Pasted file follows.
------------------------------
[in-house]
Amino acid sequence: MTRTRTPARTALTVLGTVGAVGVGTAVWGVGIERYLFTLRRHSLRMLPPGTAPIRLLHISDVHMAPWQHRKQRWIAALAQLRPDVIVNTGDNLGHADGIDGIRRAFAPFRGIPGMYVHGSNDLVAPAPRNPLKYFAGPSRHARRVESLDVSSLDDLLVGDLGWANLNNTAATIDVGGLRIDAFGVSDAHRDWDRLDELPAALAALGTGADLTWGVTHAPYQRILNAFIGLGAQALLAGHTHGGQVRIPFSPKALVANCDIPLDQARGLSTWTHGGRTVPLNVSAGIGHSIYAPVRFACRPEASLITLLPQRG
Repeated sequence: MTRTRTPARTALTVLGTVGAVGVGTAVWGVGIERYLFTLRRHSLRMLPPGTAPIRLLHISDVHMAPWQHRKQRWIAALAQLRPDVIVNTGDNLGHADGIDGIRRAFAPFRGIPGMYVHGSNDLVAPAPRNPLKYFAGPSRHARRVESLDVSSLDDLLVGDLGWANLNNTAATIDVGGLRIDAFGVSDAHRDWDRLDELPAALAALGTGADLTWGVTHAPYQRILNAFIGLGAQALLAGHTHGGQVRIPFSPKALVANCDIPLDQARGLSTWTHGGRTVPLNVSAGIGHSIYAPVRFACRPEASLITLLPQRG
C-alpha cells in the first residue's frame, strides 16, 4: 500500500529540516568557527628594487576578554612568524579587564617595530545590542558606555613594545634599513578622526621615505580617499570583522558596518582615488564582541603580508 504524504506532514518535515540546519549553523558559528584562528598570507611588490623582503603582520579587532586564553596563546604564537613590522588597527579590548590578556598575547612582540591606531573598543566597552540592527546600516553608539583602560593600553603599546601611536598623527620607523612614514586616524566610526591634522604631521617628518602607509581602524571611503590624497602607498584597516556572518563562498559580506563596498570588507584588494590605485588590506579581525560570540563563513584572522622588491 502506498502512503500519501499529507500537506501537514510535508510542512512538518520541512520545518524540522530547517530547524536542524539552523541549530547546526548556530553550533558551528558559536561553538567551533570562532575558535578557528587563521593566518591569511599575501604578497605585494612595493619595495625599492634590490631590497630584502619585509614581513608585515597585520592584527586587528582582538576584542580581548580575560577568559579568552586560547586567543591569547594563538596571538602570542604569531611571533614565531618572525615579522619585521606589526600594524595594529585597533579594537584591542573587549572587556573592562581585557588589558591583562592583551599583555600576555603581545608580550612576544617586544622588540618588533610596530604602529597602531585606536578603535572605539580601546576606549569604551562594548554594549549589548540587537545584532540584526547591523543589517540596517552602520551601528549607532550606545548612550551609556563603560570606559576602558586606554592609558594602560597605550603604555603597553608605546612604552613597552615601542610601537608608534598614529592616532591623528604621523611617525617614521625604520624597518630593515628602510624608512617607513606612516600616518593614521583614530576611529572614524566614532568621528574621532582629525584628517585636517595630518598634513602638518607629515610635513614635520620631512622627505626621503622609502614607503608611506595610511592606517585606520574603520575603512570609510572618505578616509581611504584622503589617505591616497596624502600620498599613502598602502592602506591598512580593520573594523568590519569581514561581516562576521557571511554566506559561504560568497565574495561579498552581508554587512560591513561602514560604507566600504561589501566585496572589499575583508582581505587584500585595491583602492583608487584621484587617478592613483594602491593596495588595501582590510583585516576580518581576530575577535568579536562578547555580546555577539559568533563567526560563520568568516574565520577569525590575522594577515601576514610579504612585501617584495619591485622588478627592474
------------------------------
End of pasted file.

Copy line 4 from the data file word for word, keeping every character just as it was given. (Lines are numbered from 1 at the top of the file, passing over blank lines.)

C-alpha cells in the first residue's frame, strides 16, 4: 500500500529540516568557527628594487576578554612568524579587564617595530545590542558606555613594545634599513578622526621615505580617499570583522558596518582615488564582541603580508 504524504506532514518535515540546519549553523558559528584562528598570507611588490623582503603582520579587532586564553596563546604564537613590522588597527579590548590578556598575547612582540591606531573598543566597552540592527546600516553608539583602560593600553603599546601611536598623527620607523612614514586616524566610526591634522604631521617628518602607509581602524571611503590624497602607498584597516556572518563562498559580506563596498570588507584588494590605485588590506579581525560570540563563513584572522622588491 502506498502512503500519501499529507500537506501537514510535508510542512512538518520541512520545518524540522530547517530547524536542524539552523541549530547546526548556530553550533558551528558559536561553538567551533570562532575558535578557528587563521593566518591569511599575501604578497605585494612595493619595495625599492634590490631590497630584502619585509614581513608585515597585520592584527586587528582582538576584542580581548580575560577568559579568552586560547586567543591569547594563538596571538602570542604569531611571533614565531618572525615579522619585521606589526600594524595594529585597533579594537584591542573587549572587556573592562581585557588589558591583562592583551599583555600576555603581545608580550612576544617586544622588540618588533610596530604602529597602531585606536578603535572605539580601546576606549569604551562594548554594549549589548540587537545584532540584526547591523543589517540596517552602520551601528549607532550606545548612550551609556563603560570606559576602558586606554592609558594602560597605550603604555603597553608605546612604552613597552615601542610601537608608534598614529592616532591623528604621523611617525617614521625604520624597518630593515628602510624608512617607513606612516600616518593614521583614530576611529572614524566614532568621528574621532582629525584628517585636517595630518598634513602638518607629515610635513614635520620631512622627505626621503622609502614607503608611506595610511592606517585606520574603520575603512570609510572618505578616509581611504584622503589617505591616497596624502600620498599613502598602502592602506591598512580593520573594523568590519569581514561581516562576521557571511554566506559561504560568497565574495561579498552581508554587512560591513561602514560604507566600504561589501566585496572589499575583508582581505587584500585595491583602492583608487584621484587617478592613483594602491593596495588595501582590510583585516576580518581576530575577535568579536562578547555580546555577539559568533563567526560563520568568516574565520577569525590575522594577515601576514610579504612585501617584495619591485622588478627592474